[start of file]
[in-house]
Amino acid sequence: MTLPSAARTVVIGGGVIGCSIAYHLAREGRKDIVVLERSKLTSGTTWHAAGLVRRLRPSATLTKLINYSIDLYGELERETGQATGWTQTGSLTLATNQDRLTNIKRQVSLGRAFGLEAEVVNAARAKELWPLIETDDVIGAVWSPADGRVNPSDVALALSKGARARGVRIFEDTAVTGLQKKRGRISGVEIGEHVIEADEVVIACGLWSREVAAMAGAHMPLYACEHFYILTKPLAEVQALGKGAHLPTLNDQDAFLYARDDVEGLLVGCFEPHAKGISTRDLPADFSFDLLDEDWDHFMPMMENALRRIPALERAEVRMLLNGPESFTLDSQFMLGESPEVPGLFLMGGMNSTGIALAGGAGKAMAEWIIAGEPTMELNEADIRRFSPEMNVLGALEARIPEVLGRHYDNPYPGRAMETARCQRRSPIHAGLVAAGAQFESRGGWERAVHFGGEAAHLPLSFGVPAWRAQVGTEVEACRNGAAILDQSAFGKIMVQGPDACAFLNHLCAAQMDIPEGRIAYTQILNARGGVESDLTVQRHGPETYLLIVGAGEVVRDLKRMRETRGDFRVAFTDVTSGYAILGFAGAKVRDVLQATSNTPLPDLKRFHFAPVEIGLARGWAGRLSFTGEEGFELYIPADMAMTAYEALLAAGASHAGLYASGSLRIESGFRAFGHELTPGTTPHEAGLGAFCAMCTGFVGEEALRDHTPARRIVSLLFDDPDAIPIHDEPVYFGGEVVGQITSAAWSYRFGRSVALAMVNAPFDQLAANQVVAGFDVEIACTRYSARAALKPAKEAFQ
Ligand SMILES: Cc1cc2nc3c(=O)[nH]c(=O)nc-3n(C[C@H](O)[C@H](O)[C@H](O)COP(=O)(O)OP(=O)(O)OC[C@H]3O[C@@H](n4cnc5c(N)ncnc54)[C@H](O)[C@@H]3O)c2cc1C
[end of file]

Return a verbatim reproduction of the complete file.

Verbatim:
[in-house]
Amino acid sequence: MTLPSAARTVVIGGGVIGCSIAYHLAREGRKDIVVLERSKLTSGTTWHAAGLVRRLRPSATLTKLINYSIDLYGELERETGQATGWTQTGSLTLATNQDRLTNIKRQVSLGRAFGLEAEVVNAARAKELWPLIETDDVIGAVWSPADGRVNPSDVALALSKGARARGVRIFEDTAVTGLQKKRGRISGVEIGEHVIEADEVVIACGLWSREVAAMAGAHMPLYACEHFYILTKPLAEVQALGKGAHLPTLNDQDAFLYARDDVEGLLVGCFEPHAKGISTRDLPADFSFDLLDEDWDHFMPMMENALRRIPALERAEVRMLLNGPESFTLDSQFMLGESPEVPGLFLMGGMNSTGIALAGGAGKAMAEWIIAGEPTMELNEADIRRFSPEMNVLGALEARIPEVLGRHYDNPYPGRAMETARCQRRSPIHAGLVAAGAQFESRGGWERAVHFGGEAAHLPLSFGVPAWRAQVGTEVEACRNGAAILDQSAFGKIMVQGPDACAFLNHLCAAQMDIPEGRIAYTQILNARGGVESDLTVQRHGPETYLLIVGAGEVVRDLKRMRETRGDFRVAFTDVTSGYAILGFAGAKVRDVLQATSNTPLPDLKRFHFAPVEIGLARGWAGRLSFTGEEGFELYIPADMAMTAYEALLAAGASHAGLYASGSLRIESGFRAFGHELTPGTTPHEAGLGAFCAMCTGFVGEEALRDHTPARRIVSLLFDDPDAIPIHDEPVYFGGEVVGQITSAAWSYRFGRSVALAMVNAPFDQLAANQVVAGFDVEIACTRYSARAALKPAKEAFQ
Ligand SMILES: Cc1cc2nc3c(=O)[nH]c(=O)nc-3n(C[C@H](O)[C@H](O)[C@H](O)COP(=O)(O)OP(=O)(O)OC[C@H]3O[C@@H](n4cnc5c(N)ncnc54)[C@H](O)[C@@H]3O)c2cc1C